Mussafer would know. He was on the other side of the table when Solomon and a group of bankers showed up in yoga gear to pitch for the Lululemon IPO pre-crisis (Advent was one of the clothing retailer’s early investors). A half-decade later, after doing some advisory work for the Red Sox, Waldron began sharing season tickets to Fenway Park with a small group of dealmakers including Mussafer, a devoted fan. The timing was auspicious: It was 2013, the year the baseball team climbed from last in their division to win the World Series.
In the cutthroat deal-making world, Waldron will have to play peacemaker for financing issues that crop up and manage the constant paranoia that another firm is getting a better look at a lucrative transaction. Executives and competitors describe him as well suited for that role.
“John is one of those individuals you can call when something hasn’t gone well,” said Mussafer. “Goldman has to deal with a myriad of conflicts, otherwise they won’t be able to do anything. He’s one of those people you like to speak with even on thorny matters.”
Waldron grew up in Cleveland with some ties to Wall Street, his father working at Smith Barney. Hoping to become a sports writer, he earned a degree in English from Middlebury College, but he also dabbled in financial topics. That included a class where Paul Volcker nudged those present toward a career in civil service. These days, Waldron advocates for the need to cut back on onerous rules adopted after the financial crisis -- measures championed by the one-time guest speaker at the Vermont school.
Waldron joined Goldman in 2000 -- a year after Solomon made a similar jump -- and snagged the title of partner in 2002. He ran the media and entertainment banking group before becoming a head of leveraged finance, which Solomon had grown in his first role at the bank.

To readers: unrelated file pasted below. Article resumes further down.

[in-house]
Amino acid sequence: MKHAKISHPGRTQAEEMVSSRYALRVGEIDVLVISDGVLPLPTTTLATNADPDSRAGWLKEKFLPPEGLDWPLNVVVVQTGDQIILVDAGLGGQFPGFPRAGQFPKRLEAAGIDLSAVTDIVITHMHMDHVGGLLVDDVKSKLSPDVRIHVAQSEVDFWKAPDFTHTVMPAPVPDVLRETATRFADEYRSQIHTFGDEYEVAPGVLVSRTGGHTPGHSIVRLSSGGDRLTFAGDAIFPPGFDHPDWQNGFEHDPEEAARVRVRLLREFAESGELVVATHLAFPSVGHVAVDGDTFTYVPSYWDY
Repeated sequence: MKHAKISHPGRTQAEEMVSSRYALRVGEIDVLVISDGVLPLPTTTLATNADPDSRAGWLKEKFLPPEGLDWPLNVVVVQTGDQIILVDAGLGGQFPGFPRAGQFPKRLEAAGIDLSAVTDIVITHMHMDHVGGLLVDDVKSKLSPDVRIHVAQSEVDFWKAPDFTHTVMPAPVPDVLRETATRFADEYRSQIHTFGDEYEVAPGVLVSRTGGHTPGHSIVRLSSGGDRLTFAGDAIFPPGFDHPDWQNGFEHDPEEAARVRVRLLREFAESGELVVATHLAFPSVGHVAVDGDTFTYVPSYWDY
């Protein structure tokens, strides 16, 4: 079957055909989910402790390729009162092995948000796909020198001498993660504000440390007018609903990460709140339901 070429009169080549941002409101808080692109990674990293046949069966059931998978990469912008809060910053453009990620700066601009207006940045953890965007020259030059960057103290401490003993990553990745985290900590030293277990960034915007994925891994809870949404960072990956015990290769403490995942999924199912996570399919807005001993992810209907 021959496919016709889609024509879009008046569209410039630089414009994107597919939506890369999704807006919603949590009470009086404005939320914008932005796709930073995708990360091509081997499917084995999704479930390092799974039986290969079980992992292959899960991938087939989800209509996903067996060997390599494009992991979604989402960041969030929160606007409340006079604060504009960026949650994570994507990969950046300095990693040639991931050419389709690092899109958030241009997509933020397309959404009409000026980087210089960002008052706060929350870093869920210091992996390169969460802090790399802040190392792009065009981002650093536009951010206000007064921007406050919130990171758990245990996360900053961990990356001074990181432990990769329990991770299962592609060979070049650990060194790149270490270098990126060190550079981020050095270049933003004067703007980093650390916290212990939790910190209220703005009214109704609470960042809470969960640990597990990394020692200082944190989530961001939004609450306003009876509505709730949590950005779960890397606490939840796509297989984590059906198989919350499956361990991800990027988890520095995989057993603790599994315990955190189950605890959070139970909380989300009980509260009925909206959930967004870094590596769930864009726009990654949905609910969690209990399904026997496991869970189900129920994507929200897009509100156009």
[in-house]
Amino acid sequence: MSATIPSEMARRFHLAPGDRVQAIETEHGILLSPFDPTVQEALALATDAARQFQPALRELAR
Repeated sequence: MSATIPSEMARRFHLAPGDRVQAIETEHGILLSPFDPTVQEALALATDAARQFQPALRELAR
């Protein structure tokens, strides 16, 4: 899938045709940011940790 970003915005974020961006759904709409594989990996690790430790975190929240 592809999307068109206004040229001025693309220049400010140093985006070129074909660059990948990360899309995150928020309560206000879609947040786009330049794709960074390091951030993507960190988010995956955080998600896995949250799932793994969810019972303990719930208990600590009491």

In 2007, Waldron was dispatched to London to head a group that exclusively dealt with buyout firms, arriving just as the wheels were falling off the global economy. He was back in New York by 2011, focusing on a new group for the firm’s most senior global bankers: cultivating and strengthening its most critical relationships.
“He’s like the human LinkedIn,” H&F’s Healy said.
By 2014, he was elevated to head the investment bank alongside Solomon and Richard Gnodde. With promotions and transfers that have followed since, he’s now the most senior member of the new trio leading the unit.
Romney and Bush
Waldron and his wife Amanda, a former Goldman investment banker (the two met at the firm) live with their children in a limestone condo off Manhattan’s Central Park, where they purchased two units. Neighbors have included Blankfein, Goldman trading head Ashok Varadhan and the singer Sting.
Waldron, a registered Republican, has also carried on Goldman’s storied tradition of nurturing ties to political power. He was involved in Mitt Romney’s run for president in 2012, and was one of the organizers for a Jeb Bush fundraiser in 2015, back when the son and sibling of former U.S. presidents seemed like Wall Street’s best bet.
Within Goldman, Waldron has furthered Solomon’s push to turn the investment bank into a lean, numbers-focused unit that rewards those who bring the money into the firm, much like how the trading world works.
That has led to a disparity in compensation among partners in the unit, with the cream taking home most of the gains. Many of the rest are compensated as at any other firm on the Street, erasing an edge Goldman has always held over rivals.
The beneficiaries of that system were among those at Silo Ridge during the mid-week retreat in July. People aware of the private gathering agreed to describe it on the condition they not be named. One person said attendees presented on matters such as using technology to win deals, targeting clients, the partnership model and strategy for the year ahead.
If Waldron rises, the priorities they ironed out there would have all the more import for the entire bank. The timing for the decision is also noteworthy. It was 10 years ago that Solomon and Waldron’s former firm, Bear Stearns, was among the first to succumb to a worsening financial storm. Now, the pair could lead Goldman Sachs into the future.